The next night Karen, Paul and I were in Olympia, Washington, having met with members of a prospective RIC congregation. Synod liaisons for the Southwest Washington Synod joined us for a bite at a local fast food joint. There was a young African-American man in the restaurant boasting an oversized Obama t-shirt declaring victory. He talked excitedly on his cell phone while he pulled at the picture covering his chest. As we congratulated him, his broad smile told a story well beyond the election of a president. I can only imagine his joy, his validation, his new understanding of the meaning and possibility of equality, his swelling pride. I rejoiced for him, for all people of color, and indeed for all of us.
I had felt something like it the day that Jan and I were legally married in California. When the news finally came that we had lost anti-LGBT measures in Florida, Arizona, Arkansas and finally California, my chest literally ached. Hope and later denial were replaced by the pain of betrayal. By Friday as I gathered in New York City to debrief the election with other leaders of the movement for LGBT equality, anger supplanted my every effort to analyze and strategize.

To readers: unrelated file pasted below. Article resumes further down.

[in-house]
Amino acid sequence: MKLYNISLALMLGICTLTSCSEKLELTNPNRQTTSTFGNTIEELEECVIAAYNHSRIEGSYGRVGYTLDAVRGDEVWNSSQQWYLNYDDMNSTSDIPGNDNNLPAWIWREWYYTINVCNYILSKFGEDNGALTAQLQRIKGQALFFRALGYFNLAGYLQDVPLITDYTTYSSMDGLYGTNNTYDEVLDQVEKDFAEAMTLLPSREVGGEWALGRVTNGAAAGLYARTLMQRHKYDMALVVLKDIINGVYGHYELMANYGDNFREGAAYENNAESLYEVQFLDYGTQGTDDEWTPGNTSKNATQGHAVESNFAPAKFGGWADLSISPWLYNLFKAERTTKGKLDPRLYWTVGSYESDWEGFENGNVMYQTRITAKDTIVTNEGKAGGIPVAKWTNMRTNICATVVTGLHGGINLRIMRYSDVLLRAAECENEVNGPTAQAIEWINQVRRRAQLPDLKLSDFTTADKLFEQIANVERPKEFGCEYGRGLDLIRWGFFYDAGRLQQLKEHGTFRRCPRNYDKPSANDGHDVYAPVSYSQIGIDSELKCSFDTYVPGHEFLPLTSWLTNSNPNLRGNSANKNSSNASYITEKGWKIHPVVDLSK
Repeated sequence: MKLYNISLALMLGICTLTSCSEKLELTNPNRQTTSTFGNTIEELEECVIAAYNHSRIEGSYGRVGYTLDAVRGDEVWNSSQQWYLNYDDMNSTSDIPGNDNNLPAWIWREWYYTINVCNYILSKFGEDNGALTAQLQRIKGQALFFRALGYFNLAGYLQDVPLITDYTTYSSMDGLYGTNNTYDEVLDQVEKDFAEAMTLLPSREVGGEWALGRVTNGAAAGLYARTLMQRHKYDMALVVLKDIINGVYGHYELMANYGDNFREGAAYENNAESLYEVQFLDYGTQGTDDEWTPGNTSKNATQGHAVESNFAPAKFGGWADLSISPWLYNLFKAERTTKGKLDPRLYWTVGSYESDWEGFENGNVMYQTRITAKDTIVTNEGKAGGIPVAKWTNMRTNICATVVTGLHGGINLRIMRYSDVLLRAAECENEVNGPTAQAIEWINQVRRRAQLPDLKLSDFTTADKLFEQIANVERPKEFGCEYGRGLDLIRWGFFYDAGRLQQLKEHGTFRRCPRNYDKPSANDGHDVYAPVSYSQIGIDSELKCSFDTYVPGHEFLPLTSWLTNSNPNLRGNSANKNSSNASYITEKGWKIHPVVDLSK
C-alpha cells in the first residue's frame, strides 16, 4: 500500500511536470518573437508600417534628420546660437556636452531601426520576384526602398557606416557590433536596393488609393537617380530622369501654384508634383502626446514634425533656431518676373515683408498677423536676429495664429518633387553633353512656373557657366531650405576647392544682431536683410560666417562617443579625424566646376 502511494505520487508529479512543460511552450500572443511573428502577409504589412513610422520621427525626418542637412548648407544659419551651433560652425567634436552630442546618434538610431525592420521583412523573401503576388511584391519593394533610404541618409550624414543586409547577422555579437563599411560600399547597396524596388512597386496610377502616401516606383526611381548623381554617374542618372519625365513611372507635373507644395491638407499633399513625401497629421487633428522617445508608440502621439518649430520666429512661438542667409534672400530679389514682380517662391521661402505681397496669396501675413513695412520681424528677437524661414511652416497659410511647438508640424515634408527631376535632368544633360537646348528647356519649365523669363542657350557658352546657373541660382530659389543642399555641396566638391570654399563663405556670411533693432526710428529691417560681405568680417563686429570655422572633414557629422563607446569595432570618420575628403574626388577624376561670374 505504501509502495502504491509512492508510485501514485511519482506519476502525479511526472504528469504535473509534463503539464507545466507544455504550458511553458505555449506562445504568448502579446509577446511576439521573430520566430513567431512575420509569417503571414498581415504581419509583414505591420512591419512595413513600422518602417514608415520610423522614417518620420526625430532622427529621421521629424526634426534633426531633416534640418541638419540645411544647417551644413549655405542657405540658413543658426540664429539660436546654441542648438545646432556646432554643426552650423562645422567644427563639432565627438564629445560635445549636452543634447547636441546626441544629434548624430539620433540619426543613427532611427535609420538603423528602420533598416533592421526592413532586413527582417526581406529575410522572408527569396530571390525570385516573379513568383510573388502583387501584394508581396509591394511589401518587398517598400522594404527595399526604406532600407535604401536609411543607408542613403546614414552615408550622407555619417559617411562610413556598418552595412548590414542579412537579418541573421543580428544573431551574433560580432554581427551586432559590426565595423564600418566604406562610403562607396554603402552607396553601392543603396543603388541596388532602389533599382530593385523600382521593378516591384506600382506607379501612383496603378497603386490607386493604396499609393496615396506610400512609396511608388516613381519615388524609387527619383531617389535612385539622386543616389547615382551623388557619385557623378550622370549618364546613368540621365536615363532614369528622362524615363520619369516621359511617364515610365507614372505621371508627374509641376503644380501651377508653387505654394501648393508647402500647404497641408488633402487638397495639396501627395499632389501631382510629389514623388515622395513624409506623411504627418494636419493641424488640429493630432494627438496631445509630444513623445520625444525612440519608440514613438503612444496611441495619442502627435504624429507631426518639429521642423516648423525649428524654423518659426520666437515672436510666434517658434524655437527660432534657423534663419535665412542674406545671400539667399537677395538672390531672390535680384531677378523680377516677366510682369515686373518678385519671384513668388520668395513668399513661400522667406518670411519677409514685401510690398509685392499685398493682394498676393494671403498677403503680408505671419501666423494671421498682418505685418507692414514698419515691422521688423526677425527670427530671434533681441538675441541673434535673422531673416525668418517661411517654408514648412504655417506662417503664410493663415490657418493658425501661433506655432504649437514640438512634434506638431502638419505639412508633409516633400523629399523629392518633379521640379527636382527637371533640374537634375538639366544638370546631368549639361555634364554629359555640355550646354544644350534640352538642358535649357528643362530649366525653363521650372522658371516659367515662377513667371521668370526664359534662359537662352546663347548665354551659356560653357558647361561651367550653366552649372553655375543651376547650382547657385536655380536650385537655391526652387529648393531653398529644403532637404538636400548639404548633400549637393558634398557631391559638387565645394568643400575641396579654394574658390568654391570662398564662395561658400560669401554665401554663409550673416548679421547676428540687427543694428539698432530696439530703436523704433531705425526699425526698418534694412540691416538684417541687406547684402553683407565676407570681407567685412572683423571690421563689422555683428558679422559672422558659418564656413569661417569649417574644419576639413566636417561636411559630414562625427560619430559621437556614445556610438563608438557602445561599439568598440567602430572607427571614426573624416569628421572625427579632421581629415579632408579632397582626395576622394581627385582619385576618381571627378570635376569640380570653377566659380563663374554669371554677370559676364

It's taken a few days and sleeping the clock around, but perspective is returning. Yes, we have had a major set back. Perhaps most agonizing, the defeat came largely at the hands of fundamentalist Christians and an un-Christ-like campaign of lies and deceit. While some LGBT communities are blaming the church in general, we know that there were many people of faith in the states considering ballot initiatives who voted for LGBT equality.
Anger is a very personal and appropriate response. Our challenge is to let this anger fuel, not paralyze us. These defeats can be catalyzing events. Organizing is about turning private pain into public action. The election of an African American to the highest office of the land speaks volumes about the power of grassroots community organizing in the face of enormous odds. Obama is a community organizer. So are we.
While Obama did not support same-gender marriage, he also opposed Proposition 8, as well as consistently and publicly included gay and lesbian people in his vision of an inclusive America. Connecticut voters thwarted an attempt to undo the court decision that supported marriage equality. Two states, Connecticut and Massachusetts, supporting marriage equality still stand. Proponents of LGBT rights in California have already filed suit to overturn the passage of Proposition 8 on procedural grounds. Additionally, consider that in 2000 the vote on then-Proposition 22 against same-gender marriage was 61% in favor and 39% opposed; considerable and substantial change has taken place.